The new Mini family drinks less fuel, has a new dual-clutch gearbox, and is precisely thirty-seven per cent more British, old bean. Because the Oxford-build posh towncar has inherited Union Jack motif taillights.
There are also new alloy wheels, LED headlights with matrix tech (keep main beam on the whole time and let the computers work out how not to dazzle oncoming traffic), and a lightly refreshed Mini badge logo. But really, the only thing you’ll notice without the aid of a forensic pathologist is the Union Jack taillight. And, were that not patriotic enough, a new Union Jack design for the dashboard trim.
We expect in the coming weeks, Mini will reveal even more awfully British features, including a sat-nav read by Joanna Lumley, tweed floormats, a red double-decker version only sold in London, and a clock that bongs like Big Ben on the hour. Feel free to join in with your own suggestions below.
Underneath, many of the technical and mechanical swapsies are inherited from the BMW 2 Series Active Tourer, which shares a platform with the Mini, but strangely hasn’t been plastered with German flags and traditional memorabilia in its own 2018 update.
So, there’s now a seven-speed dual-clutch gearbox on offer besides the standard-fit six-speed manual, which is a peach, and the eight-speed auto, which is excellent. Sounds like gearbox overkill to us, but that’s the Germans for you. By which we of course mean, the British. This car is thoroughly British. And ever-so tickety-boo.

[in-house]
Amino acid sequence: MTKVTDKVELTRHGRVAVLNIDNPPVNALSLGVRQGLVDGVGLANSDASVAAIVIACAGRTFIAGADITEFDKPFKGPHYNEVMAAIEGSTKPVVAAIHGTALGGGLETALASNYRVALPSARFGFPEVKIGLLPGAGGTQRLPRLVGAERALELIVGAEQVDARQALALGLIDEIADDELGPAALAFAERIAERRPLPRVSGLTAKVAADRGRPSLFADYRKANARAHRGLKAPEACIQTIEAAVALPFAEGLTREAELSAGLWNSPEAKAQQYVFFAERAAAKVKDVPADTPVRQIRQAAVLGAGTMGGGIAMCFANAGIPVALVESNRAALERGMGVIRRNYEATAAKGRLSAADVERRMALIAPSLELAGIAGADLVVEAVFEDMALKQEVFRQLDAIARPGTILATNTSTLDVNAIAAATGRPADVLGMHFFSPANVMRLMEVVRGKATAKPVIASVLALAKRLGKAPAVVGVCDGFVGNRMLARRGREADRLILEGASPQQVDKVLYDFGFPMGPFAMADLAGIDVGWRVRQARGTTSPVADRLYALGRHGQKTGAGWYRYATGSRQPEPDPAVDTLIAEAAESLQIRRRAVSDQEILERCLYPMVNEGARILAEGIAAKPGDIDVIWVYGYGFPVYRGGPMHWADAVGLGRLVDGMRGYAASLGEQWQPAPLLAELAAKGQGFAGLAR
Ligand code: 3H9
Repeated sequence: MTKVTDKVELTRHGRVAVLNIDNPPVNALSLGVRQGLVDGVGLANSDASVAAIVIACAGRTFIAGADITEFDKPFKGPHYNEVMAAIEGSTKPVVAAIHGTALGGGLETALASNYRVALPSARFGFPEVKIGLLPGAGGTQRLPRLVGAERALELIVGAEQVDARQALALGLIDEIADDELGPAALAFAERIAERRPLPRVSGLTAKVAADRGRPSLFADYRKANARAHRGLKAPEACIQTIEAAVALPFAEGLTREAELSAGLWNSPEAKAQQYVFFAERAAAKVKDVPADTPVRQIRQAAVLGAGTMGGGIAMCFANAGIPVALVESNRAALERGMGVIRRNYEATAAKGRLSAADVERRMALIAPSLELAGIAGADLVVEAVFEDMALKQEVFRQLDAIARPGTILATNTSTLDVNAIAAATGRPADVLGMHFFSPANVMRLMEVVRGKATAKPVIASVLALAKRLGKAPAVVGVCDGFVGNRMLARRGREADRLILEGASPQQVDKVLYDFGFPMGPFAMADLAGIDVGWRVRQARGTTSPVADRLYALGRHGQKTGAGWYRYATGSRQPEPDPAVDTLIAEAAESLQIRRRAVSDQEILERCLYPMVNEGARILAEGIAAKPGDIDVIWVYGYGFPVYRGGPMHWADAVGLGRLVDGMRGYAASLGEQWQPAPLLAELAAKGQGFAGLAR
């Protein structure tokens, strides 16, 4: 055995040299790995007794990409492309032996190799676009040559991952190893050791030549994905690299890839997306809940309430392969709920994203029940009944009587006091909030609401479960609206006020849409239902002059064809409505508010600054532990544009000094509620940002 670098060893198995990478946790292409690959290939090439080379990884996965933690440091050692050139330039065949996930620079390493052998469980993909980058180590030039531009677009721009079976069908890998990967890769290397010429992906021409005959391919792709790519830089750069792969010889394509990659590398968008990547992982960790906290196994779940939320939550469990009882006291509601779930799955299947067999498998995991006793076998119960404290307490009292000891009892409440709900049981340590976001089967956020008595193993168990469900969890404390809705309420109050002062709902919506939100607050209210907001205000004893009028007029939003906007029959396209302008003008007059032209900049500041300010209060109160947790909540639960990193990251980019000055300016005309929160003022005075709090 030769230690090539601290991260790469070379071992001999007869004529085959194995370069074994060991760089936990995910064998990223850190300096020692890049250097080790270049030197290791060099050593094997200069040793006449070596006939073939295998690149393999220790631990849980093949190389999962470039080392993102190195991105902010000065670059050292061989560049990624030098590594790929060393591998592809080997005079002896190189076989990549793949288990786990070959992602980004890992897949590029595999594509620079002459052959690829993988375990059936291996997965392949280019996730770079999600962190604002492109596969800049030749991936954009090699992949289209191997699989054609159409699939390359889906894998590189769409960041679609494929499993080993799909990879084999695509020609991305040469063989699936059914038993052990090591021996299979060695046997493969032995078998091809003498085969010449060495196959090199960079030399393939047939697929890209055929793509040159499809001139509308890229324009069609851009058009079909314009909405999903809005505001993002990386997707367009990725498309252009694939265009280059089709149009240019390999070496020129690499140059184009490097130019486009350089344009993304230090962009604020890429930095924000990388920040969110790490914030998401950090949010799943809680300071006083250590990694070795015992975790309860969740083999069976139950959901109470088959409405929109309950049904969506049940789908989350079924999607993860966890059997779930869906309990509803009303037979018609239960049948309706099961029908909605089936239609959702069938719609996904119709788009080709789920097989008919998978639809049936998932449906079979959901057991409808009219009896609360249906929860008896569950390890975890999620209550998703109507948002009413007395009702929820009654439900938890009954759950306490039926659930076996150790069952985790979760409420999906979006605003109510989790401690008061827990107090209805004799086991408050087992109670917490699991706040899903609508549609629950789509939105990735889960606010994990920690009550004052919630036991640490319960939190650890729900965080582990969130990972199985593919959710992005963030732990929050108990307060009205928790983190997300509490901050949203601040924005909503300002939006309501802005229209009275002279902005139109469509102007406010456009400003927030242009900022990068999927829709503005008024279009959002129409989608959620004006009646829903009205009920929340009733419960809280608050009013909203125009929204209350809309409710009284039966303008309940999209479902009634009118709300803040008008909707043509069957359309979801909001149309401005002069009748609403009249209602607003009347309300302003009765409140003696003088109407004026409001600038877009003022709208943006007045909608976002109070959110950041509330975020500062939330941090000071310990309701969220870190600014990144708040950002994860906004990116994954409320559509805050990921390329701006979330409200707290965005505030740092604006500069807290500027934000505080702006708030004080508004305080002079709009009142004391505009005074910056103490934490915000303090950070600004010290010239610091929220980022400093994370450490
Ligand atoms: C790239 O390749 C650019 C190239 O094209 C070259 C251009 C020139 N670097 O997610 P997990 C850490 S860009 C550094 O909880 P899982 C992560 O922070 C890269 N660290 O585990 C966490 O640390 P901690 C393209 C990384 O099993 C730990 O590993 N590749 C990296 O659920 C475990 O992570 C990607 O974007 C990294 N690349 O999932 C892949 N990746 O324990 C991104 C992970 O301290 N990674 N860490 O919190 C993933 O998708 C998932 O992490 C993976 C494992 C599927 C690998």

The basic Mini First and Mini One models now use Mini’s 1.5-litre three-cylinder engine, and have a small bump in torque as a result. Each petrol Mini has had its fuel pressure increased, while the diesel family has had similar treatment and new turbo tech. Oh, and Mini has binned its plastic engine covers and replaced them with carbon fibre, in the name of saving as much weight as possible (without removing the square footage of chrome hanging off the nose).
Inside, there’s rethought steering wheel with new buttons, a standard-fit 6.5-inch infotainment screen and optional wireless smartphone charging. Mini’s also gone a little crackers with the personalisation options – you can now 3D print exterior and cabin trim pieces with your own name and favourite words or phrases on, to set your Mini apart. So, if you’d like a car you can share a tattoo with, look no further. It’ll also mean you can only sell your car on to a fellow Margaret, Ernest, or Nigel.